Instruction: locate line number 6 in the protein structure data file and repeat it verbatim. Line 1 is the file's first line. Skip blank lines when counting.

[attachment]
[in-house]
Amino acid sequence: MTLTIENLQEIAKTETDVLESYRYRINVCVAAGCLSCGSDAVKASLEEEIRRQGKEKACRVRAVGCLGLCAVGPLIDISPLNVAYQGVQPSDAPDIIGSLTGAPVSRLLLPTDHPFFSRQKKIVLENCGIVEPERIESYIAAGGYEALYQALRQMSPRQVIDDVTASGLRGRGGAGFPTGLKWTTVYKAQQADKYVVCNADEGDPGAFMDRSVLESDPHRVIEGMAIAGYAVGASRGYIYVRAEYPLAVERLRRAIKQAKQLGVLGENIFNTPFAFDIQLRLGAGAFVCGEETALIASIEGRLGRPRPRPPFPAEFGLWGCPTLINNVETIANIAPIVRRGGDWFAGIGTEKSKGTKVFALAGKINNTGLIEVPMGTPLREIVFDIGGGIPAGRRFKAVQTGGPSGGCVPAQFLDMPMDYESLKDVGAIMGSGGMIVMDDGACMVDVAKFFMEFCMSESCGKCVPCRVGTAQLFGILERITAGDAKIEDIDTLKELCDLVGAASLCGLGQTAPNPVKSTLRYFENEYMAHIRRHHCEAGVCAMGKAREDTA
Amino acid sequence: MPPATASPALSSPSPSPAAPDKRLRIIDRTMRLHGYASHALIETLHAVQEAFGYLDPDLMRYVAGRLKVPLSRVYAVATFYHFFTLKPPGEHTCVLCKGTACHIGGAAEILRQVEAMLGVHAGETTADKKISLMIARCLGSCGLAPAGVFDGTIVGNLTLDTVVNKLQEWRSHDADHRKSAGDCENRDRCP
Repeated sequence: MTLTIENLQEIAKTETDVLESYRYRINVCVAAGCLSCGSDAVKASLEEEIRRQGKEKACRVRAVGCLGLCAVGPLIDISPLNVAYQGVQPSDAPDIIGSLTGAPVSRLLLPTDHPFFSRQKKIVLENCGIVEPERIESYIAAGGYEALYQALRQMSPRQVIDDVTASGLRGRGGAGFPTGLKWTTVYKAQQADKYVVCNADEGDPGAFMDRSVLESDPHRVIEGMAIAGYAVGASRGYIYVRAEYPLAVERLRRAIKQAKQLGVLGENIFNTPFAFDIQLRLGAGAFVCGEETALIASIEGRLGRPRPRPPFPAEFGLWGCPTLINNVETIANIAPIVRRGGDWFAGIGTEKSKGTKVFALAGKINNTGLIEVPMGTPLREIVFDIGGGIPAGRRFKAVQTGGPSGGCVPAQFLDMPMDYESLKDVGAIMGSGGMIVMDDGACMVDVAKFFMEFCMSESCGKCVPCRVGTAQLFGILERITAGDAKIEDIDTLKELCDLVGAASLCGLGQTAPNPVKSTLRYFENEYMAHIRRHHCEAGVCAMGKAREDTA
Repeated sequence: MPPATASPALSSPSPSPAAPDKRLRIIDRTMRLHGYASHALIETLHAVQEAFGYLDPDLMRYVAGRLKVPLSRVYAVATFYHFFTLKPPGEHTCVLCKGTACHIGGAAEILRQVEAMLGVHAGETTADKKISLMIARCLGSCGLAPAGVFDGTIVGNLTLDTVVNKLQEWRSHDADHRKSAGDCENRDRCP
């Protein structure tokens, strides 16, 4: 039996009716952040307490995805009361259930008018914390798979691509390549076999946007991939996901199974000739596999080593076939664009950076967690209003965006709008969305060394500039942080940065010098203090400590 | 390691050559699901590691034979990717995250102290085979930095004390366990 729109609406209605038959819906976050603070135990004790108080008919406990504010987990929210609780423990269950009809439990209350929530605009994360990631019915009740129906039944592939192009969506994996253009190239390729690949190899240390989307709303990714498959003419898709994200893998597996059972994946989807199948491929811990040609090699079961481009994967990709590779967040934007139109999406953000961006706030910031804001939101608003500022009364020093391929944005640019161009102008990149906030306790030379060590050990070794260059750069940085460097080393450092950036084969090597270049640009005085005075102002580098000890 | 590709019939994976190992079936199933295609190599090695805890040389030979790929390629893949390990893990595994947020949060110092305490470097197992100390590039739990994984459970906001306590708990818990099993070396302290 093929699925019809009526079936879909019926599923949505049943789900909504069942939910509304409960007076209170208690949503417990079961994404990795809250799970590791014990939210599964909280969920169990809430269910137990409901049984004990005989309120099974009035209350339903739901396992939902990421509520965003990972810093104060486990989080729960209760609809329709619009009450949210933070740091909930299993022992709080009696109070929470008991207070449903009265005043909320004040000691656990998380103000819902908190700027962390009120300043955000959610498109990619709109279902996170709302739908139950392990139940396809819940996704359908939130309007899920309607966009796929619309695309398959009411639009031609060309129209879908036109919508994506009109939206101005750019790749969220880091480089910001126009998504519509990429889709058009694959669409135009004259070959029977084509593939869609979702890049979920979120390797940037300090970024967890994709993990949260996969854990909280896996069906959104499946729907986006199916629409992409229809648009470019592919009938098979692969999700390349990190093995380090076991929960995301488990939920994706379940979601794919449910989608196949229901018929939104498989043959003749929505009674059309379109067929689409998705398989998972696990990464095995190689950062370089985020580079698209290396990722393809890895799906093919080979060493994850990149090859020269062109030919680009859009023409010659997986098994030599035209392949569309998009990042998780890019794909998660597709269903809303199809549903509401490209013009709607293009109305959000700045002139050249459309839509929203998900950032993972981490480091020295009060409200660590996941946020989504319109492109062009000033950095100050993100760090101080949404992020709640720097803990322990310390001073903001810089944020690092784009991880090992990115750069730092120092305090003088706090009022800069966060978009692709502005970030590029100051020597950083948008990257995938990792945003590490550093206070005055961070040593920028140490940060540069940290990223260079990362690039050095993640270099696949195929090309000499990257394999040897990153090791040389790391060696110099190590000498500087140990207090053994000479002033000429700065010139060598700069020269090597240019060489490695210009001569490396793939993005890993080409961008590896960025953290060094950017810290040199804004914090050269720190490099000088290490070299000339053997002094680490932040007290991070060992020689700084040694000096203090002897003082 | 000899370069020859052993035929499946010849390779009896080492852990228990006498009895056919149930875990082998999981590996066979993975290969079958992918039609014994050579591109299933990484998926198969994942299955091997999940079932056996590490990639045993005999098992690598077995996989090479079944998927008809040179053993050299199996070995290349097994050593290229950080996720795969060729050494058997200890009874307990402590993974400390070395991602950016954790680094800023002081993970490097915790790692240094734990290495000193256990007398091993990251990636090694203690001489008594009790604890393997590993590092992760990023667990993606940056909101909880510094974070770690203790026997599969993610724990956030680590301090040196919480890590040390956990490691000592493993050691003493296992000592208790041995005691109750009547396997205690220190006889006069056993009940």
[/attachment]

């Protein structure tokens, strides 16, 4: 039996009716952040307490995805009361259930008018914390798979691509390549076999946007991939996901199974000739596999080593076939664009950076967690209003965006709008969305060394500039942080940065010098203090400590 | 390691050559699901590691034979990717995250102290085979930095004390366990 729109609406209605038959819906976050603070135990004790108080008919406990504010987990929210609780423990269950009809439990209350929530605009994360990631019915009740129906039944592939192009969506994996253009190239390729690949190899240390989307709303990714498959003419898709994200893998597996059972994946989807199948491929811990040609090699079961481009994967990709590779967040934007139109999406953000961006706030910031804001939101608003500022009364020093391929944005640019161009102008990149906030306790030379060590050990070794260059750069940085460097080393450092950036084969090597270049640009005085005075102002580098000890 | 590709019939994976190992079936199933295609190599090695805890040389030979790929390629893949390990893990595994947020949060110092305490470097197992100390590039739990994984459970906001306590708990818990099993070396302290 093929699925019809009526079936879909019926599923949505049943789900909504069942939910509304409960007076209170208690949503417990079961994404990795809250799970590791014990939210599964909280969920169990809430269910137990409901049984004990005989309120099974009035209350339903739901396992939902990421509520965003990972810093104060486990989080729960209760609809329709619009009450949210933070740091909930299993022992709080009696109070929470008991207070449903009265005043909320004040000691656990998380103000819902908190700027962390009120300043955000959610498109990619709109279902996170709302739908139950392990139940396809819940996704359908939130309007899920309607966009796929619309695309398959009411639009031609060309129209879908036109919508994506009109939206101005750019790749969220880091480089910001126009998504519509990429889709058009694959669409135009004259070959029977084509593939869609979702890049979920979120390797940037300090970024967890994709993990949260996969854990909280896996069906959104499946729907986006199916629409992409229809648009470019592919009938098979692969999700390349990190093995380090076991929960995301488990939920994706379940979601794919449910989608196949229901018929939104498989043959003749929505009674059309379109067929689409998705398989998972696990990464095995190689950062370089985020580079698209290396990722393809890895799906093919080979060493994850990149090859020269062109030919680009859009023409010659997986098994030599035209392949569309998009990042998780890019794909998660597709269903809303199809549903509401490209013009709607293009109305959000700045002139050249459309839509929203998900950032993972981490480091020295009060409200660590996941946020989504319109492109062009000033950095100050993100760090101080949404992020709640720097803990322990310390001073903001810089944020690092784009991880090992990115750069730092120092305090003088706090009022800069966060978009692709502005970030590029100051020597950083948008990257995938990792945003590490550093206070005055961070040593920028140490940060540069940290990223260079990362690039050095993640270099696949195929090309000499990257394999040897990153090791040389790391060696110099190590000498500087140990207090053994000479002033000429700065010139060598700069020269090597240019060489490695210009001569490396793939993005890993080409961008590896960025953290060094950017810290040199804004914090050269720190490099000088290490070299000339053997002094680490932040007290991070060992020689700084040694000096203090002897003082 | 000899370069020859052993035929499946010849390779009896080492852990228990006498009895056919149930875990082998999981590996066979993975290969079958992918039609014994050579591109299933990484998926198969994942299955091997999940079932056996590490990639045993005999098992690598077995996989090479079944998927008809040179053993050299199996070995290349097994050593290229950080996720795969060729050494058997200890009874307990402590993974400390070395991602950016954790680094800023002081993970490097915790790692240094734990290495000193256990007398091993990251990636090694203690001489008594009790604890393997590993590092992760990023667990993606940056909101909880510094974070770690203790026997599969993610724990956030680590301090040196919480890590040390956990490691000592493993050691003493296992000592208790041995005691109750009547396997205690220190006889006069056993009940």